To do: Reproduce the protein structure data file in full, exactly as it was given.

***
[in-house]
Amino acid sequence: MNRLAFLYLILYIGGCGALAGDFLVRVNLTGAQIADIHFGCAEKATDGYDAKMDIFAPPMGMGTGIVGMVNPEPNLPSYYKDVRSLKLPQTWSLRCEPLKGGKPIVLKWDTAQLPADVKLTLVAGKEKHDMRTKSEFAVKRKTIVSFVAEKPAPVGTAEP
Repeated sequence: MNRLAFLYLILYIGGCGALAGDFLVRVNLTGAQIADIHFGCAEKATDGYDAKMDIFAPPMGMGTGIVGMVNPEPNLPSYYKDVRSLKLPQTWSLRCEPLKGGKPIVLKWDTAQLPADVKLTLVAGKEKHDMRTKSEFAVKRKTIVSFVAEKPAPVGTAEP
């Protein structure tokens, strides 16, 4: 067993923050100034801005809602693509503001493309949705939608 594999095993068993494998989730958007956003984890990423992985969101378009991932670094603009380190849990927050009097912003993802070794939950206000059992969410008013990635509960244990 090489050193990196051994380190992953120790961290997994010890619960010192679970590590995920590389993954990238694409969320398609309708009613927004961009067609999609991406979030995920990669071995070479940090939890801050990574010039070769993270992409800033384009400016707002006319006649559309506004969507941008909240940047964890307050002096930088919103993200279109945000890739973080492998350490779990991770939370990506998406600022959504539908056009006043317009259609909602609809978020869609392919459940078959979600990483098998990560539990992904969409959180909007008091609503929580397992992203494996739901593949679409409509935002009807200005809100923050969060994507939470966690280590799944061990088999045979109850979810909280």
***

[in-house]
Amino acid sequence: MNRLAFLYLILYIGGCGALAGDFLVRVNLTGAQIADIHFGCAEKATDGYDAKMDIFAPPMGMGTGIVGMVNPEPNLPSYYKDVRSLKLPQTWSLRCEPLKGGKPIVLKWDTAQLPADVKLTLVAGKEKHDMRTKSEFAVKRKTIVSFVAEKPAPVGTAEP
Repeated sequence: MNRLAFLYLILYIGGCGALAGDFLVRVNLTGAQIADIHFGCAEKATDGYDAKMDIFAPPMGMGTGIVGMVNPEPNLPSYYKDVRSLKLPQTWSLRCEPLKGGKPIVLKWDTAQLPADVKLTLVAGKEKHDMRTKSEFAVKRKTIVSFVAEKPAPVGTAEP
């Protein structure tokens, strides 16, 4: 067993923050100034801005809602693509503001493309949705939608 594999095993068993494998989730958007956003984890990423992985969101378009991932670094603009380190849990927050009097912003993802070794939950206000059992969410008013990635509960244990 090489050193990196051994380190992953120790961290997994010890619960010192679970590590995920590389993954990238694409969320398609309708009613927004961009067609999609991406979030995920990669071995070479940090939890801050990574010039070769993270992409800033384009400016707002006319006649559309506004969507941008909240940047964890307050002096930088919103993200279109945000890739973080492998350490779990991770939370990506998406600022959504539908056009006043317009259609909602609809978020869609392919459940078959979600990483098998990560539990992904969409959180909007008091609503929580397992992203494996739901593949679409409509935002009807200005809100923050969060994507939470966690280590799944061990088999045979109850979810909280």